Thursday, May 7, 2009

Have just tried ... Strathisla 11 years old 'Provenance' from Douglas Laing & Co.

Strathisla is one of Scotland's oldest malt whisky distilleries. While it is not the oldest (that honour goes to Glenturret, which opened in 1775), Strathisla is the longest continuous operating distillery, having been in constant production since its founding in 1786. The distillery is located near to the town of Keith in the Speyside region and sits on the bank of the River Isla, from which it gets its name. The original name of the distillery was Milltown and this was only changed to Strathisla in 1951, following some restoration work by the new owners Chivas Brothers. They are still the owners of Strathisla, with Chivas Brothers now being part of the larger Pernod Ricard drinks group.

Much of the 2.5 million litres produced every year at Strathisla goes towards the highly popular Chivas Regal blended whisky range, with only a small percentage being released as single malt. These single malts have a cult following of whisky drinkers. The core range released by the distillery is small (currently only a 12 and a 15 years old) and relatively hard to find. Releases by independent bottlings companies are more available and are a good way to explore this distillery.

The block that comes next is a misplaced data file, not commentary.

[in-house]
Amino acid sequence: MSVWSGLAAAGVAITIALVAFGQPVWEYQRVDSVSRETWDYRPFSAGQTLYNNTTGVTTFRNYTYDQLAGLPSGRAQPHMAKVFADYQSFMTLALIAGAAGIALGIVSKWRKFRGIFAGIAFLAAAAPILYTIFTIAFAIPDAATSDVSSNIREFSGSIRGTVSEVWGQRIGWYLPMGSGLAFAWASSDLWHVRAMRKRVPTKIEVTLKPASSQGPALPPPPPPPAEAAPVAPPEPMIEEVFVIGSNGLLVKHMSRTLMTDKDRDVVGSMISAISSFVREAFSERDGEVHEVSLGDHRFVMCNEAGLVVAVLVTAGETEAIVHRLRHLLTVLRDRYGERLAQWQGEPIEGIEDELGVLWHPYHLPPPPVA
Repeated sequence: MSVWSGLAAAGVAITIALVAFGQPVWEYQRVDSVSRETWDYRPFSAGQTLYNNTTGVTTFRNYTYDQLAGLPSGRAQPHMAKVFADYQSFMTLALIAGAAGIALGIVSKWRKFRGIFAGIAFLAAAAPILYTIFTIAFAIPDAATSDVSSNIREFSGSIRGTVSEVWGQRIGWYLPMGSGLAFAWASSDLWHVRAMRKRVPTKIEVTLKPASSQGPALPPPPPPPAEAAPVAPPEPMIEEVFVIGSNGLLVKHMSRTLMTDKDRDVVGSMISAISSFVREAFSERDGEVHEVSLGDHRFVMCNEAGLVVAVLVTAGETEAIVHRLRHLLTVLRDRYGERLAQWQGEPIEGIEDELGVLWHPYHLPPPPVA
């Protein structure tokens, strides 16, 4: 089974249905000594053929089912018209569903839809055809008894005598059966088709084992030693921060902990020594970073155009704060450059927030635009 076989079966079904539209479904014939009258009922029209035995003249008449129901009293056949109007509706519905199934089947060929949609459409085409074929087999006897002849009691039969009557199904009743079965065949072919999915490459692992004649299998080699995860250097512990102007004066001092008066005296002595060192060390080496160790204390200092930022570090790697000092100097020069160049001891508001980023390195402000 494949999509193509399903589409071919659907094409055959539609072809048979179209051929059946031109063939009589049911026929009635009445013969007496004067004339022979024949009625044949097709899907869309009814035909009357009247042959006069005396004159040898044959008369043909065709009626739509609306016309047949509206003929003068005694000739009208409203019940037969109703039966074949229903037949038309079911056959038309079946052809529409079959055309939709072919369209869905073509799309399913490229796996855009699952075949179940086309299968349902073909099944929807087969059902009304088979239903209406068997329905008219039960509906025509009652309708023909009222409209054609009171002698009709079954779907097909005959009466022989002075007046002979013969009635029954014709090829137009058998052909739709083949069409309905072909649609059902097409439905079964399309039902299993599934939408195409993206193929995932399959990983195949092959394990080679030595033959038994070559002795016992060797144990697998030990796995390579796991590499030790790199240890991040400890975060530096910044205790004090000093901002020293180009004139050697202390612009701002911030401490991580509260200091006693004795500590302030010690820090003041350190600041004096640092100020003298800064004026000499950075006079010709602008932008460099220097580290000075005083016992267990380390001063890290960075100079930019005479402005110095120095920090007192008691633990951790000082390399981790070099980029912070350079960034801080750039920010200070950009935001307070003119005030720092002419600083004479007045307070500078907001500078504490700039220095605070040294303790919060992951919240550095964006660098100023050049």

This has been matured in a bourbon cask by the Glasgow based independent bottling company Douglas Laing & Co. It forms part of their 'Provenance' range that showcases whiskies from lesser known distilleries from all over Scotland. The colour is light (imagine a pale lemon with a slight green grass-like tinge). The nose is also light with vanilla as the predominant character but with something herbal (think of dried grasses) and some sweet cereals coming through also. On the palate, this whisky has a fuller body than the nose suggests, feeling quite creamy and coating the inside of your mouth. Again, the vanilla is prominent as are the grassiness and sweet cereals. These are joined by some warm spices (imagine ginger and nutmeg) and a hint of something sharp and citric (like lemon juice). The finish is short and sharp but quite refreshing, with the grassy note really coming out. A bottle should cost around £40 from specialist whisky retailers only. Perfect for a hot Summer's day!

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